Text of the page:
Foreign support of evangelists ceased in 1959. With it came a drastic reduction of lay evangelists and Bible women. Indigenization, understood to mean the achievement of a self-supporting, self-governing, and self-propagating church, a goal that had existed from the beginning, was accepted as a challenge by the Hindustani Conference. Beginning with 1960, the conference began to carry the full support of its own appointed evangelists. With the 1960 revision of the constitution, the term missionary no longer appeared. Missionaries became members of committees and the conference governing body by election. Within seven years provision was made for a central treasury. The conference also undertook partial support of its students in seminary training. The Hindustani Conference thus became the Bharatiya General Conference Mennonite Kalisiya, indigenous in its existence and functions. In 2003 there were 26 congregations with 7000 members.


Kraybill, Paul N., ed. Mennonite World Handbook. Lombard, IL: Mennonite World Conference, 1978: 125-29.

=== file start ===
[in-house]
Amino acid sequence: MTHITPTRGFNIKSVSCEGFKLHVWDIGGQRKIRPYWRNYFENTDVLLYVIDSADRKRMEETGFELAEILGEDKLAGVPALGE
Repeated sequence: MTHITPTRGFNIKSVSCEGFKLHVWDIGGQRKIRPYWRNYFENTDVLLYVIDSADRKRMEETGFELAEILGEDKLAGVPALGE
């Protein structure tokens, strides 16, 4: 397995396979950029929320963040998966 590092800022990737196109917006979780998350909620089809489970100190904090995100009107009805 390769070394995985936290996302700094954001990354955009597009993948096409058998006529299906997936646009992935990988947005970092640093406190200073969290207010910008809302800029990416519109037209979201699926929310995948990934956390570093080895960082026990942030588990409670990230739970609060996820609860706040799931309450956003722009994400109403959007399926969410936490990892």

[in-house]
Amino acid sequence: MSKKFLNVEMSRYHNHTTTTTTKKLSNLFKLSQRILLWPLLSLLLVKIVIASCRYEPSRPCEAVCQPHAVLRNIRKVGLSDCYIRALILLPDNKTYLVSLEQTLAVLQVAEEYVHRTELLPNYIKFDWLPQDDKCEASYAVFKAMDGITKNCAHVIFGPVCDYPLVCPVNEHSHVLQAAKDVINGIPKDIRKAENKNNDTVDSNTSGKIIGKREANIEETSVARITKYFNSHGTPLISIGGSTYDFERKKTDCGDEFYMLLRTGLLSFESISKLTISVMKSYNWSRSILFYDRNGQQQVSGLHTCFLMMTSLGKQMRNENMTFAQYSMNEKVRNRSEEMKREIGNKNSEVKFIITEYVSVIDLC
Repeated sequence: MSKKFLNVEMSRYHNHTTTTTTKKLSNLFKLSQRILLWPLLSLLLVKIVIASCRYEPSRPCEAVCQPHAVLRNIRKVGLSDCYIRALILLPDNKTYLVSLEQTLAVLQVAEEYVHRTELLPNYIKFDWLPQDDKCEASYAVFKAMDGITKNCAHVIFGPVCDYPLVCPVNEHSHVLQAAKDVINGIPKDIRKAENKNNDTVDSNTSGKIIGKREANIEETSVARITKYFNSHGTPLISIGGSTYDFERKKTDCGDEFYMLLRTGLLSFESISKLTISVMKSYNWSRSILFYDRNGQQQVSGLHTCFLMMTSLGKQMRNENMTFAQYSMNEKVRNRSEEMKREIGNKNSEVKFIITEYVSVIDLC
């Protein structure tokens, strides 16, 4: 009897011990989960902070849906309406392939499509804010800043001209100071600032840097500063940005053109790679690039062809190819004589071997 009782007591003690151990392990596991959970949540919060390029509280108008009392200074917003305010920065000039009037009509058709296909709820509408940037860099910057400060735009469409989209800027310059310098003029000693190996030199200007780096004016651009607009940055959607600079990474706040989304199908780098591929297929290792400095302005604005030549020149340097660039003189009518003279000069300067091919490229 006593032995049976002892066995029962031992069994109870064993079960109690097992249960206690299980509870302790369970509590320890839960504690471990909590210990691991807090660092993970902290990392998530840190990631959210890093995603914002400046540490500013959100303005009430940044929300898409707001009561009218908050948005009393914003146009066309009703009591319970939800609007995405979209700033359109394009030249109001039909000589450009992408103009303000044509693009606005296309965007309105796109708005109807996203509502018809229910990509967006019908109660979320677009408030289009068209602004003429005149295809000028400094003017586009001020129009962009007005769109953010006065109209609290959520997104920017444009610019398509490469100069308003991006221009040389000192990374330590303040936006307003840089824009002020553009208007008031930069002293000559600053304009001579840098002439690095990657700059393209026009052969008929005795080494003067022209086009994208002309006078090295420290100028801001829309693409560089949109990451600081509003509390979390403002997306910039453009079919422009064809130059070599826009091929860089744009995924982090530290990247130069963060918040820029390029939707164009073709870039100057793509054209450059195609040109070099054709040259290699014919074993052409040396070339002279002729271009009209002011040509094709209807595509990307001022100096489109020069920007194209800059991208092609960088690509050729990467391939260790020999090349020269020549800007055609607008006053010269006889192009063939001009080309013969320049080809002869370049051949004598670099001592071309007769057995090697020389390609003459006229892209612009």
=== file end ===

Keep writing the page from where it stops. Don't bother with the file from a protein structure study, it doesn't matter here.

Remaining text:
Mennonite World Handbook Supplement. Strasbourg, France, and Lombard, IL: Mennonite World Conference, 1984: 27.

"2003 Asia/Pacific Mennonite & Brethren in Christ Churches." Mennonite World Conference. 2003. (accessed 11 April 2005).

Ratzlaff, Mrs. Harold [Ruth R.]. Fellowship in the Gospel. Newton, KS: MPO, 1950.

Ratzlaff, Harold. "Planting a Church in India." MTh thesis, Bethany Biblical Seminary and Mennonite Biblical Seminary, 1950.

Author(s) Helen Kornelsen
Date Published 1986

Cite This Article

MLA style

Kornelsen, Helen. "Bharatiya General Conference Mennonite Kalisiya." Global Anabaptist Mennonite Encyclopedia Online. 1986. Web. 20 Jul 2024.

APA style

Kornelsen, Helen. (1986). Bharatiya General Conference Mennonite Kalisiya. Global Anabaptist Mennonite Encyclopedia Online. Retrieved 20 July 2024, from


Adapted by permission of Herald Press, Harrisonburg, Virginia, from Mennonite Encyclopedia, Vol. 5, p. 72-73. All rights reserved.